It’s a project in the north of England that was originally a sand and gravel quarry that’s now been remediated. The vision has been a 104-key, four-star hotel and spa, which effectively hugs the edge of the lake and adjoins it with a natural pond, as well as a swimming pool ands an indoor spa. We’ve also designed 150 low-carbon floating lodges, with the majority of the project being off-grid. In that sense, we’re using the lake as a battery and incorporating a water exchange system. There are some luxury elements too – around 50% of the lodges have hot tubs, but we’re working with a Danish company to make sure the water within those tubs is independent of the lake climate, and will need no chemicals to clean. There will be the self-catering service within the main hotel too, where there’s also a rooftop bar and brasserie looking out to the wetlands and the horizon. – the whole project is within this beautiful, natural environment. The client also owns a substantial area of woodland on the opposite side of the road, so phase two will see around 200 luxury treehouses weaved into the forest. Along with this have a few other substantial hospitality projects on the boards including a floating spa and hotel in the Norfolk area, as well as an ex-landfill site in Kent we’re looking at regenerating into a series of treehouses with a Michelin star restaurant.


What role could Aquatecture play in the push for sustainability and environmentally-sound hotel concepts?

In order for us to take on a project, we have an agreement with the client that the development will provide a net ecological gain – anything we do should provide betterment either in terms of flood risk, or energy positive generation. To be able to do this we’ve worked with partners in Norway, Denmark and Switzerland, and really tried to bring the best minds together and look at it with principals first.

In terms of sustainability, one of the interesting things about floating technology – in the hospitality sector especially – is its flexibility. Consider something like the Olympic Games – we would have the ability to build a floating stadium, and then float hotels and event spaces in around it. For something like the Olympics, which tends to be very, very expensive, you could create a shell that would be owned by the IOC, which could then be used by any host city that resides by the water, and who would only need to clad it in their branding. If you designed this stadium correctly – and we see many of them already hosting multiple sports – then this could be leased out for  concerts, sports, events and more. Something like this would also significantly reduce the financial burden on the host city, in terms of what to do with it afterwards.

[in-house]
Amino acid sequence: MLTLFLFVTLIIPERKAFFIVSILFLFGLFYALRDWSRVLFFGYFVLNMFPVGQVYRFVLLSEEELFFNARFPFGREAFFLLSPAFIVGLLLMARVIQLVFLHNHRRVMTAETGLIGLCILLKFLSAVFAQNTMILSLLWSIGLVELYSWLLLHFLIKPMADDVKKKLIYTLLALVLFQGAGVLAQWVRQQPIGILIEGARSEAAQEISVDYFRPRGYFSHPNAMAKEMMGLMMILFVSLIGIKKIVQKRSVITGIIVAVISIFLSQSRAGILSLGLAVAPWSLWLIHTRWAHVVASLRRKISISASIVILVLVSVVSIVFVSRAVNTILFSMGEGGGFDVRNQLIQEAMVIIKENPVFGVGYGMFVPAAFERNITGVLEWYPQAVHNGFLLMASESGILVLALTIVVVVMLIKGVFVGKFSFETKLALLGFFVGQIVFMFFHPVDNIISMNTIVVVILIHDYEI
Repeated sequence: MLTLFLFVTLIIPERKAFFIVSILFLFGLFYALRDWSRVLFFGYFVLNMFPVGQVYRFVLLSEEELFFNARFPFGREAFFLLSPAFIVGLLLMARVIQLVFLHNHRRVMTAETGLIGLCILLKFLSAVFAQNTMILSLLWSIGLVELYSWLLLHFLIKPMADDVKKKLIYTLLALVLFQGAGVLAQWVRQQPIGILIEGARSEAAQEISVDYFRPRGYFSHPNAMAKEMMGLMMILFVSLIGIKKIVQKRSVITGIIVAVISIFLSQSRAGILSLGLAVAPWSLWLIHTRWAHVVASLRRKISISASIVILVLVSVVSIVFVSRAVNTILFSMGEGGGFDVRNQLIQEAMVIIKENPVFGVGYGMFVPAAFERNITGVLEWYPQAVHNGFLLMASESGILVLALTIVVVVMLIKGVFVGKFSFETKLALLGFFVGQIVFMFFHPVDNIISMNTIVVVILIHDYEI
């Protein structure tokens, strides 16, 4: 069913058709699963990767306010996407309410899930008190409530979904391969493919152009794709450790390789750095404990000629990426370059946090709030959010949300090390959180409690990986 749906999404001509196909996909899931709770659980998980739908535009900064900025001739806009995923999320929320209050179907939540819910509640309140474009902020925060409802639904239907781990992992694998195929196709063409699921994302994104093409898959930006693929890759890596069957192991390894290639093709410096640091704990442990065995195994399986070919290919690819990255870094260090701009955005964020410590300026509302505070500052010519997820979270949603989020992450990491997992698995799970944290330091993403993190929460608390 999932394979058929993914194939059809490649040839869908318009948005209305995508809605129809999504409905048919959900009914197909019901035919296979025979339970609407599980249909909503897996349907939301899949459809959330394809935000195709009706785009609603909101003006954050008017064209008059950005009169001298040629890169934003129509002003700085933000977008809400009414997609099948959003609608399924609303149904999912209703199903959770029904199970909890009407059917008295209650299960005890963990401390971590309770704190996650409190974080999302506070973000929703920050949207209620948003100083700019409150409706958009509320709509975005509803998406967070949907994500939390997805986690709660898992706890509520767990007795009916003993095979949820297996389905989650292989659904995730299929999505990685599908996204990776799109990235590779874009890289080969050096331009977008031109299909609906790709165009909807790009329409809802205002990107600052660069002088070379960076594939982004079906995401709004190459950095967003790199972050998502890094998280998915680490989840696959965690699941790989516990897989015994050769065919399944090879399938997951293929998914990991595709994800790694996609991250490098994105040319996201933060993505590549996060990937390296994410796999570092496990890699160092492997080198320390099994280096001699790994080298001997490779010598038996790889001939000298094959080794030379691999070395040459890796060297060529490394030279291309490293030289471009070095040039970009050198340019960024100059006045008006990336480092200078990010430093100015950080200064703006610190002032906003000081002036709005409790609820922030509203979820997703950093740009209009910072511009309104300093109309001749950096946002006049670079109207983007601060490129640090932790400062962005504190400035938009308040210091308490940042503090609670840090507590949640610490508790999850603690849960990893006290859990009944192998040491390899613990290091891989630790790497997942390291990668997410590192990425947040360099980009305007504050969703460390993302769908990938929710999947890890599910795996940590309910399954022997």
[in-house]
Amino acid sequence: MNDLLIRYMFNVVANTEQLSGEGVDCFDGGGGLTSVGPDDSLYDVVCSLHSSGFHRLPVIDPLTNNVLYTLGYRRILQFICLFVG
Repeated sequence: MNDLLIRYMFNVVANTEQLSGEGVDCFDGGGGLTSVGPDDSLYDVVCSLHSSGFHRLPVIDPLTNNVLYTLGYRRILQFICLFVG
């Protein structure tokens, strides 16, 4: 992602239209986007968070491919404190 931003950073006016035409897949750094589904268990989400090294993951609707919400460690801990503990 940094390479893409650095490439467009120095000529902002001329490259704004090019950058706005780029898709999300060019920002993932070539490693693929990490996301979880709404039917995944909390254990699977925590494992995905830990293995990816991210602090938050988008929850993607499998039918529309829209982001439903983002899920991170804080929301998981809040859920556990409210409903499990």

Land based planning can also be incredibly slow, and so when you draw a building it might take five years or so until it actually gets built. By this point, new technology has emerged or the city’s physical landscape has changed. The pandemic is something nobody expected, and lots of cities are now empty. The benefit of floating architecture is that we can bring elements in and move them around as the demand changes. You can take something out if it isn’t needed and replace it or repurpose it with something that is. If the conditions were right, a dynamic floating city could adapt to its workforce, build affordable homes for students, and then expand and contract as the population needs. In terms of a hotel, if you wanted a 100-key project or a 20-key boutique, you could literally just float the spares away, whereas if you wanted that on land you’d have to demolish half the building. Especially for those hotel chains with multiple offerings, this would give them a more flexible business model; if the project failed in one location, you could very easily move it somewhere else. If the market is dipping around your hotel in the Philippines, for example, but thriving somewhere else, then you could shift some of those empty guestrooms to where the demand is highest.

Beyond environmental issues, what other issues could Aquatecture potentially address?

Because of COVID-19, I think the independent holiday room is certainly a more palatable option for the consumer at the moment. From a safety perspective, yes, but also in term of peace of mind. At the same time this helps the operator in terms of managing pandemic risks, because if you wanted to move the guestrooms further apart then that would be entirely possible. If this is all managed as part of a site-wide plan, where you can effectively have the restaurant taking meals to rooms, this would be a perfect solution.